http://benchmarkreviews.com/images/reviews/cases/650D/Corsair_Obsidian_650D_Back_Open.jpg


Any good cases that has a back door? Also, is it safe to OC?
m
0
l
a c 152 à CPUs
December 24, 2011 5:41:52 PM

For a mid tower case the Obsdian 65D is pretty nice, The only thing I didn't like about mine was it was to small to water cool, it could accept a single 480 rad so I'm in the middle of trying to sell it. For just air cooling though it is very good. As for overclocking as long as you have a good aftermarket fan/heatsink like the Hyper 212 you should be able to get a good overclock.
m
0
l
December 24, 2011 6:11:07 PM

rds1220 said:
For a mid tower case the Obsdian 65D is pretty nice, The only thing I didn't like about mine was it was to small to water cool, it could accept a single 480 rad so I'm in the middle of trying to sell it. For just air cooling though it is very good though. As for overclocking as long as you have a good aftermarket fan/heatsink like the Hyper 212 you should be able to get a good overclock.


Well I was thinking more along of a full tower. Then I was thinking about getting the Corsairs water cooler.
m
0
l
December 24, 2011 6:13:03 PM

pattonrommel said:
So I thought about OC, but when the time comes. But, I am wondering which fan should I get? I don't really want to take apart my computer and install it then rebuild it. Any fan that you can just slap on the board?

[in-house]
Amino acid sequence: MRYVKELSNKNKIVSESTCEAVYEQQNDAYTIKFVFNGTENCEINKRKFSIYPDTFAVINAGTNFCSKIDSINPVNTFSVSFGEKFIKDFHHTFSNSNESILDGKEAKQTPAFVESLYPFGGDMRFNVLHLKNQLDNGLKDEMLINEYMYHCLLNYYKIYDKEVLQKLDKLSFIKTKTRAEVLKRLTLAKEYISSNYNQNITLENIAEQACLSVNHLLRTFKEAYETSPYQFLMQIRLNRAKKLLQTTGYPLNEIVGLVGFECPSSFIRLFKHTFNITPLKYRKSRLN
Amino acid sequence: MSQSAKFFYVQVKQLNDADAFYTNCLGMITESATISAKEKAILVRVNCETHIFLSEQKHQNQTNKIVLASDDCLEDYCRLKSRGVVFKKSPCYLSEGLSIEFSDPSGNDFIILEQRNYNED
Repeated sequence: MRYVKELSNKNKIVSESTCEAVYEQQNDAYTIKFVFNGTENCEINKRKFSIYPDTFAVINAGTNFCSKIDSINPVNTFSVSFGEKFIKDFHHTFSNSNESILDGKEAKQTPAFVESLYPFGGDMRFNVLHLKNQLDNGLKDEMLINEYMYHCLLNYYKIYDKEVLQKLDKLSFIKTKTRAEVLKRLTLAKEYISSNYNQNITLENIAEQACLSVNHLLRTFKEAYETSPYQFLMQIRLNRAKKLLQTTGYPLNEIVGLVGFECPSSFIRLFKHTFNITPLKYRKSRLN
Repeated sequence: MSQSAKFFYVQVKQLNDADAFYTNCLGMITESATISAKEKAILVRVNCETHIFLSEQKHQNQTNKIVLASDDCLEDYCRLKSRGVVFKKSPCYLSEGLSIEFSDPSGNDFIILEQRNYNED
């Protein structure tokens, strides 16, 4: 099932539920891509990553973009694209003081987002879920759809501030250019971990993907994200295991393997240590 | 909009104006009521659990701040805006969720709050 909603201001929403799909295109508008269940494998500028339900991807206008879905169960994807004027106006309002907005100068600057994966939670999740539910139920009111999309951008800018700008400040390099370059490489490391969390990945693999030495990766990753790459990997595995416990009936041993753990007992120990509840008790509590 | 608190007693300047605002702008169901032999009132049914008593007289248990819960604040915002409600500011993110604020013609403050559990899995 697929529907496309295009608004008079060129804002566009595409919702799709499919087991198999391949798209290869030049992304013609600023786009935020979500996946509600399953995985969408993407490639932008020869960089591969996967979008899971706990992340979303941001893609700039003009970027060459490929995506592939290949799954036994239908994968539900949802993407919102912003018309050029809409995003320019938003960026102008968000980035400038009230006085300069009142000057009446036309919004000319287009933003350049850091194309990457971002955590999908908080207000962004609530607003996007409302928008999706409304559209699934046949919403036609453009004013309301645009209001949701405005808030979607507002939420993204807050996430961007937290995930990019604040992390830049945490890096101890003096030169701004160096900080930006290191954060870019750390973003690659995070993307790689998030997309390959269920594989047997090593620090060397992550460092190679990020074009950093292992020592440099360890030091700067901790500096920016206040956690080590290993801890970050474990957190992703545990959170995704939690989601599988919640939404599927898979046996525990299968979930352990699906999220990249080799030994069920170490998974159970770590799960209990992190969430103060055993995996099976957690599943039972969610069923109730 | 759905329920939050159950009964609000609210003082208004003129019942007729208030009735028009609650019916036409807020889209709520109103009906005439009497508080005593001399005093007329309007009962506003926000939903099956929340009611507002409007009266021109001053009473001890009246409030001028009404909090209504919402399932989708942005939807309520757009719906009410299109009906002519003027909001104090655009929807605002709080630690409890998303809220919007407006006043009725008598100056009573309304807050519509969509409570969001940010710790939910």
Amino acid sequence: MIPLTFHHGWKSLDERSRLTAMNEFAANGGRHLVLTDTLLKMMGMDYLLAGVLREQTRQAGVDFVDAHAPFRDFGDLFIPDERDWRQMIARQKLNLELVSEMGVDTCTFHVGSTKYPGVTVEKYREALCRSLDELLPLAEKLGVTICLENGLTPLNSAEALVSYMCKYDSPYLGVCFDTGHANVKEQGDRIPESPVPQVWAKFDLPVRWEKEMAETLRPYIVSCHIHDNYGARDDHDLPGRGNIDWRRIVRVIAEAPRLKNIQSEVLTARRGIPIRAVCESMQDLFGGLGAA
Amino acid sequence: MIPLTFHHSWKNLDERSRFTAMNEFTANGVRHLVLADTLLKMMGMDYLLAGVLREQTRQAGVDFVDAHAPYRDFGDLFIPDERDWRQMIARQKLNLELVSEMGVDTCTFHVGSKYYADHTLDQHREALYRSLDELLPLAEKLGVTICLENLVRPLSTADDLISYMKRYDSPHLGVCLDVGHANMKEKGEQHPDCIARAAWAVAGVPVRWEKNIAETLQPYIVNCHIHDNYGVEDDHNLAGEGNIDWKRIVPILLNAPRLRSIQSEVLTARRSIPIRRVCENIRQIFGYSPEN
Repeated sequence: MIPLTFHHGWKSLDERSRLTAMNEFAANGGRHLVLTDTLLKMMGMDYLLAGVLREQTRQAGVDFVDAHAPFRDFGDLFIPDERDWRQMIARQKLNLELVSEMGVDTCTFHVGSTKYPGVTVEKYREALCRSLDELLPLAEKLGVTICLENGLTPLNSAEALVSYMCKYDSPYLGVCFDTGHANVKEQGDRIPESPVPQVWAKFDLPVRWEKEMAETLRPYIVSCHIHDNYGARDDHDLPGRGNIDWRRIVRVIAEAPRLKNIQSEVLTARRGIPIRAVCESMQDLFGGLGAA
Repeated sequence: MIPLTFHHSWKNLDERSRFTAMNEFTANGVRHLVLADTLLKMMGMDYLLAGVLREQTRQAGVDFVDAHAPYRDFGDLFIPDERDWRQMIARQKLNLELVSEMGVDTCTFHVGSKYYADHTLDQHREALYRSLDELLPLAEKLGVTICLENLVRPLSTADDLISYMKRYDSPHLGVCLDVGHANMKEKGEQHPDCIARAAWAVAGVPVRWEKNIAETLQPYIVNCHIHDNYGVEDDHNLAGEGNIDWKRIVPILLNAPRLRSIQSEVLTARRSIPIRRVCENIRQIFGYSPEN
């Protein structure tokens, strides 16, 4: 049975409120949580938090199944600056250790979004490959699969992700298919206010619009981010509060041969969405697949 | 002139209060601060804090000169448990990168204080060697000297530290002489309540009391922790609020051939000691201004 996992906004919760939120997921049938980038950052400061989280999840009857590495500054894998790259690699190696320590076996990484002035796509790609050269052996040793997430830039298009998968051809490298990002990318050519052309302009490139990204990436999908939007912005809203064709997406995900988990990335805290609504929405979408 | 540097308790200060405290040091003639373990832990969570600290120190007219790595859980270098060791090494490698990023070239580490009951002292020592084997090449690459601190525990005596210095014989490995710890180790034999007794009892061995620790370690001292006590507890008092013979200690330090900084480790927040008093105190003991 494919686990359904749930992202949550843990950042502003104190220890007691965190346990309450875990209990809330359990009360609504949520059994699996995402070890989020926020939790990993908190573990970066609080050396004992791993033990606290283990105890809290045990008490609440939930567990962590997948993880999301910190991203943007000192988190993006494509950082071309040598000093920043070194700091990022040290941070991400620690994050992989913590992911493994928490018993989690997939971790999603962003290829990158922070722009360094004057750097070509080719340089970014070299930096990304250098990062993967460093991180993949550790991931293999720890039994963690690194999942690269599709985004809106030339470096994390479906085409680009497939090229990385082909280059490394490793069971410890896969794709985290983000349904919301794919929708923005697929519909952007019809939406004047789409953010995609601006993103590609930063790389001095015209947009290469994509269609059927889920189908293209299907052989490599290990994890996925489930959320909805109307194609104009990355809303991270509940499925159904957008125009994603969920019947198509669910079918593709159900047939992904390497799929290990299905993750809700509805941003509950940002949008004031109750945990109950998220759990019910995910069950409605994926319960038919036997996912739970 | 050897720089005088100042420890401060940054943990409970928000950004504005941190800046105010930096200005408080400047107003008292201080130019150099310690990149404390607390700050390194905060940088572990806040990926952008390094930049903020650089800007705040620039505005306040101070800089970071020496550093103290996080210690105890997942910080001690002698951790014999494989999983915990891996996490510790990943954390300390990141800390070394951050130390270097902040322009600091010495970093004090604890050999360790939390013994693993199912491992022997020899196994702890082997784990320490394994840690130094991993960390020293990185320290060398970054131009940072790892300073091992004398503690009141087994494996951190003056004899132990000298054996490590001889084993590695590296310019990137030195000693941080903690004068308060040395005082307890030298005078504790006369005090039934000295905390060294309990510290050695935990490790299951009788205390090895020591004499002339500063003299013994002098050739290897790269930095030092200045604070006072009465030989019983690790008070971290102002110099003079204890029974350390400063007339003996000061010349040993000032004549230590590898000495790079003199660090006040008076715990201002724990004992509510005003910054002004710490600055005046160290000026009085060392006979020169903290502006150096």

Noctua NH-D14 you'll never look back.
m
0
l
a c 152 à CPUs
December 24, 2011 6:22:41 PM

pattonrommel said:
Well I was thinking more along of a full tower. Then I was thinking about getting the Corsairs water cooler.


For a full tower the Obsidian 800 and Silverstone TJ07 are pretty good. The TJ07 probably gives the best options for a full water cooling loop because you can stick the rad and pump "in the basement". I'm not really a fan of those water cooling kits. If your going to do water cooling I would save up the money, do research and do a custom water loop.
m
0
l
December 24, 2011 6:49:36 PM

rds1220 said:
For a full tower the Obsidian 800 and Silverstone TJ07 are pretty good. The TJ07 probably gives the best options for a full water cooling loop because you can stick the rad and pump "in the basement". I'm not really a fan of those water cooling kits. If your going to do water cooling I would save up the money, do research and do a custom water loop.


So I guess I will buy a fan instead. So I am going to buy that Nocturne fan that that guy suggested. Any good full tower case good for air cooling with a back door?
m
0
l
a c 152 à CPUs
December 25, 2011 12:40:29 AM

The Silverstone TJ07 and Obsidian 800 are the only two full size towers I have used and so are the only two I can suggest.
m
0
l
December 26, 2011 7:13:41 PM

rds1220 said:
The Silverstone TJ07 and Obsidian 800 are the only two full size towers I have used and so are the only two I can suggest.

Oh okay. Well my dad won't let me OC so yeahit doesn't make any sense to me why not.
m
0
l
!